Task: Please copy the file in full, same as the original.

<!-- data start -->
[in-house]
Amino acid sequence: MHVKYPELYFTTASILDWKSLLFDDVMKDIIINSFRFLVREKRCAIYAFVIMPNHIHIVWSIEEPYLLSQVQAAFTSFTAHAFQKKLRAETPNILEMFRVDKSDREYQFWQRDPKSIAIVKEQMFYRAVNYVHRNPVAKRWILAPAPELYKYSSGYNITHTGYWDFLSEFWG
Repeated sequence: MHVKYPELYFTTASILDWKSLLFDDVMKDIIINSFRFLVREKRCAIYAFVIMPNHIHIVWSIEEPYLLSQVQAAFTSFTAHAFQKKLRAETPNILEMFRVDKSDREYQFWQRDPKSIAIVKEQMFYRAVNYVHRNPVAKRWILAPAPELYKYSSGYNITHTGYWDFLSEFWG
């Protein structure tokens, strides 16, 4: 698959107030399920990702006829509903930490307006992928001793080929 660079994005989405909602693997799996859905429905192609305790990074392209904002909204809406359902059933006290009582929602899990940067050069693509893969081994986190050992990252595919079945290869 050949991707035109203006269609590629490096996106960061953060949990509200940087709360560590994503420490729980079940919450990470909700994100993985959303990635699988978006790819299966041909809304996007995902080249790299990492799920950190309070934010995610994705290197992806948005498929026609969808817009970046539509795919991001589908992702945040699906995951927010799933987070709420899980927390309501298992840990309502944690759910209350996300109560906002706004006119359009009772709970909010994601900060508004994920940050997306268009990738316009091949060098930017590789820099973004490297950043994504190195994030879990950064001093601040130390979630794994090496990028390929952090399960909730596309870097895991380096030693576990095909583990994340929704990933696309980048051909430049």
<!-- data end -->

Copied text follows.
[in-house]
Amino acid sequence: MHVKYPELYFTTASILDWKSLLFDDVMKDIIINSFRFLVREKRCAIYAFVIMPNHIHIVWSIEEPYLLSQVQAAFTSFTAHAFQKKLRAETPNILEMFRVDKSDREYQFWQRDPKSIAIVKEQMFYRAVNYVHRNPVAKRWILAPAPELYKYSSGYNITHTGYWDFLSEFWG
Repeated sequence: MHVKYPELYFTTASILDWKSLLFDDVMKDIIINSFRFLVREKRCAIYAFVIMPNHIHIVWSIEEPYLLSQVQAAFTSFTAHAFQKKLRAETPNILEMFRVDKSDREYQFWQRDPKSIAIVKEQMFYRAVNYVHRNPVAKRWILAPAPELYKYSSGYNITHTGYWDFLSEFWG
């Protein structure tokens, strides 16, 4: 698959107030399920990702006829509903930490307006992928001793080929 660079994005989405909602693997799996859905429905192609305790990074392209904002909204809406359902059933006290009582929602899990940067050069693509893969081994986190050992990252595919079945290869 050949991707035109203006269609590629490096996106960061953060949990509200940087709360560590994503420490729980079940919450990470909700994100993985959303990635699988978006790819299966041909809304996007995902080249790299990492799920950190309070934010995610994705290197992806948005498929026609969808817009970046539509795919991001589908992702945040699906995951927010799933987070709420899980927390309501298992840990309502944690759910209350996300109560906002706004006119359009009772709970909010994601900060508004994920940050997306268009990738316009091949060098930017590789820099973004490297950043994504190195994030879990950064001093601040130390979630794994090496990028390929952090399960909730596309870097895991380096030693576990095909583990994340929704990933696309980048051909430049």